I was born with a defective kidney and all my life I have experienced kidney problems, and in May 1990, aged 25, I had my kidney removed.

Fast forward 28 years to 2018 and I began to have serious renal problems. I was told that I would need dialysis and a kidney transplant some time soon.

Later that year, and the weekend before Christmas, my eGFR (estimated Glomerular Filtration Rate) dropped and I was admitted to hospital where I had two sessions of dialysis. I returned home on Christmas Eve. My medication was adjusted and regular consultations continued.

In August 2019, I had a fistula fitted, having been told that dialysis would probably be required within the next six months. I would need to be prepared for a transplant. The necessary tests were carried out and all the while I was experiencing the usual effects of chronic kidney disease, such as fluid retention leading to breathlessness, fatigue and feeling constantly cold.

COVID-19

In March this year (2020), I was advised by my GP to isolate, and the only time I should go anywhere was for medical appointments. At least I was placed on the priority list for supermarket deliveries, so between that, our neighbours, friends and family, we lived pretty well.

Then, in May, a friend sent me a link to an article about the transplant unit at Belfast City Hospital that was carrying out kidney transplants. Although I was not yet on the transplant list, the article gave me hope. I decided to call the unit and I was told that they would get back to me.

The next 24 hours

11:00 a.m. - On the 20th May, I received a call from a transplant coordinator to tell me I had been activated on the list. I was ecstatic. I was told to always keep my phone charged and with me, same for my wife, Faith. I was also told to get a bag ready with everything I may need, for if and when I got the call.

I phoned Faith and told her my news, and she planned to go shopping the very next day to get everything I needed for my bag.

7:51 p.m. - My phone rang and it was Dr. McCaughan from the renal unit at Belfast City Hospital. She started to tell me about what happens when you get a transplant. At this point I went into the other room to find Faith. I put my phone on speaker and Dr. McCaughan told me that a kidney had become available and to make my way to Belfast City Hospital for 9:00 p.m. that night. Emotions were off the scale! I threw into a cabin-sized luggage case what I thought I might need and I called everyone who I had already called earlier that same day and told them my news. No-one could believe it.

9:00 p.m. -  Faith had to leave me at the door of the hospital as restrictions meant she was not allowed in. I was tested for COVID-19 followed by a variety of other tests and checks. If all was well, I would be transferred to the Royal Victoria Hospital for the operation and return to Belfast City Hospital for recuperation.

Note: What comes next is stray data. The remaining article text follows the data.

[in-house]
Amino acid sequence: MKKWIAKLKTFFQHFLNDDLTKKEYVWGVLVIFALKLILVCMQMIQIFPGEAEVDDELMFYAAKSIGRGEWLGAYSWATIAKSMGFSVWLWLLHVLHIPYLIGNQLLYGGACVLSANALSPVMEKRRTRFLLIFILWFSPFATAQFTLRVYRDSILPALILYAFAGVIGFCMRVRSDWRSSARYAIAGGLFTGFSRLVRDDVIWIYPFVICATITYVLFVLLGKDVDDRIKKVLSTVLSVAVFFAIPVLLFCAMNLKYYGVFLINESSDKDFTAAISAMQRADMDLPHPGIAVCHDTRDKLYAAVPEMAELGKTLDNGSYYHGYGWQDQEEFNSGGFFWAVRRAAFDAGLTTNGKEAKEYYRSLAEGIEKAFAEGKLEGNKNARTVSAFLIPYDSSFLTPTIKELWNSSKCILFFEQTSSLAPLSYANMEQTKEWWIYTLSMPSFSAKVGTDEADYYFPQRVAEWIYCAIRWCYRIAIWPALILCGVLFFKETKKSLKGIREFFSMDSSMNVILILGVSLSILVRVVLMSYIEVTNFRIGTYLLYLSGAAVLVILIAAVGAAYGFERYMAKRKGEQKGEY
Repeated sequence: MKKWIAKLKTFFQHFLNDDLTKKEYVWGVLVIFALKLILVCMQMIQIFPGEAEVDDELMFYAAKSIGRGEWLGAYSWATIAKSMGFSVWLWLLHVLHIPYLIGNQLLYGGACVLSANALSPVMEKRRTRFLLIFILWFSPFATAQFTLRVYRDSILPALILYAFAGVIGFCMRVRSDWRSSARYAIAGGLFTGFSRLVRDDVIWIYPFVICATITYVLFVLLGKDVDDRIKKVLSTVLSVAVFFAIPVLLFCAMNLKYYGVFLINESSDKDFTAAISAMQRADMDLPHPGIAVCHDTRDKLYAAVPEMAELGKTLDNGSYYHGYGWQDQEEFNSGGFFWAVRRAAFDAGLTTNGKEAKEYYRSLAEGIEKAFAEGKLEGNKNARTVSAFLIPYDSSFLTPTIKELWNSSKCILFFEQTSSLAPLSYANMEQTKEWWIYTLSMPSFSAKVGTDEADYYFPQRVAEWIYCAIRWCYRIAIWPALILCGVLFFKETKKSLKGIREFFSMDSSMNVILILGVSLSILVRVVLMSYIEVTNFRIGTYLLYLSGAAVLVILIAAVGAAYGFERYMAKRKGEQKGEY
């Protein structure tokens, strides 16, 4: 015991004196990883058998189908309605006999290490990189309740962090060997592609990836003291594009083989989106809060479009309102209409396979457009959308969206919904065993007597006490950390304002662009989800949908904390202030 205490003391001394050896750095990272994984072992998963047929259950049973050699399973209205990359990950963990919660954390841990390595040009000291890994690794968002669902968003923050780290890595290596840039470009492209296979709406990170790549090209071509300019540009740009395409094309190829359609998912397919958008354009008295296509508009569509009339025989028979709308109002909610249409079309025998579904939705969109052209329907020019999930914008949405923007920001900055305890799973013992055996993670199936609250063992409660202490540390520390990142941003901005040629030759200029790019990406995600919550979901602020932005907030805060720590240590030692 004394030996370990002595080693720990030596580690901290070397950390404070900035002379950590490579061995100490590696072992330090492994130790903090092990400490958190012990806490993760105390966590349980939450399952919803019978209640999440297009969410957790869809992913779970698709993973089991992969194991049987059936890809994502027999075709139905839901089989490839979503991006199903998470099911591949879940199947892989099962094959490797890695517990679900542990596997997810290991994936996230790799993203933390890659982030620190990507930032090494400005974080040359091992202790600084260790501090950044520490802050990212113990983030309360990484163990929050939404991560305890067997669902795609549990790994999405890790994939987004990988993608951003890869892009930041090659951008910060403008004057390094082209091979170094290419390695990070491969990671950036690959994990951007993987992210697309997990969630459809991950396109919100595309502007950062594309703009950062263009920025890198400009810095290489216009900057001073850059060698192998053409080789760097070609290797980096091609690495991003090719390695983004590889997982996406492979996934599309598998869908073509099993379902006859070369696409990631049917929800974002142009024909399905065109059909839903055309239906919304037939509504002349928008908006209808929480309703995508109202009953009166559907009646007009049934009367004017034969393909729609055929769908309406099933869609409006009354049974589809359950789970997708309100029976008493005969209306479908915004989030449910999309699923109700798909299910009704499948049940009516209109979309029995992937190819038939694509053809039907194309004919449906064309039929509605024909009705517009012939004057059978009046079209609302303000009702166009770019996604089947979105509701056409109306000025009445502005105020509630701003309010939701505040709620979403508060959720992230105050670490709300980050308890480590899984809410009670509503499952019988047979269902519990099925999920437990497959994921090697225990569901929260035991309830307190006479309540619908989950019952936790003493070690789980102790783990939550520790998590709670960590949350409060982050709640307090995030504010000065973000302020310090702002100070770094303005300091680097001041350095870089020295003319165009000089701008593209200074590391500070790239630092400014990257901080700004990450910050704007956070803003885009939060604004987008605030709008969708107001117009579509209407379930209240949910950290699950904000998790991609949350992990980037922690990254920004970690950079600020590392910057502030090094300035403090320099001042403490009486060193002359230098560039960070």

11:30 p.m. - Following the tests I was transferred by taxi, and an hour later, I met my surgeon, Mr Tim Brown. He explained the kidney was due to arrive at 1:00 a.m. and the procedure should take place soon afterwards, once he had seen the organ - at this stage, there was still a chance it could be called off.

3:15 a.m. - I was wheeled into theatre and it felt like something from a science-fiction movie. The team were in what looked like hazmat suits due to the pandemic. I was shivering, either from my condition or fear. It didn't last long as the anaesthetic kicked in.

7:15 a.m. - Four hours later I regained consciousness and I knew there and then the kidney was working. For the first time in a long while, I felt comfortable. I wasn't sweating or cold, even though I was wearing the flimsy surgical gown.

"Out of the darkness of COVID-19, there is hope"


Five weeks on and things could not be better. I have been told that my new kidney is functioning at 100%. Since my transplant, my energy levels are amazing, my appetite is back to normal and I can wear shorts and a T-shirt in the house and garden!

I wrote this piece to highlight the importance of organ donation and making your loved ones aware of your wishes - it may make a difficult decision a little bit easier. Also, when you get activated on the transplant list, get your bag ready, immediately! You never know when you will get that life-changing call.

Thank you to the NHS for their work during the crisis, and to the doctors and nurses who have and continue to look after and support me. Also to Faith, for being there for me. Most of all, I want to thank the family of my donor, who, at a very emotional time, made a courageous and selfless decision. I will be forever grateful and think of them every single day.

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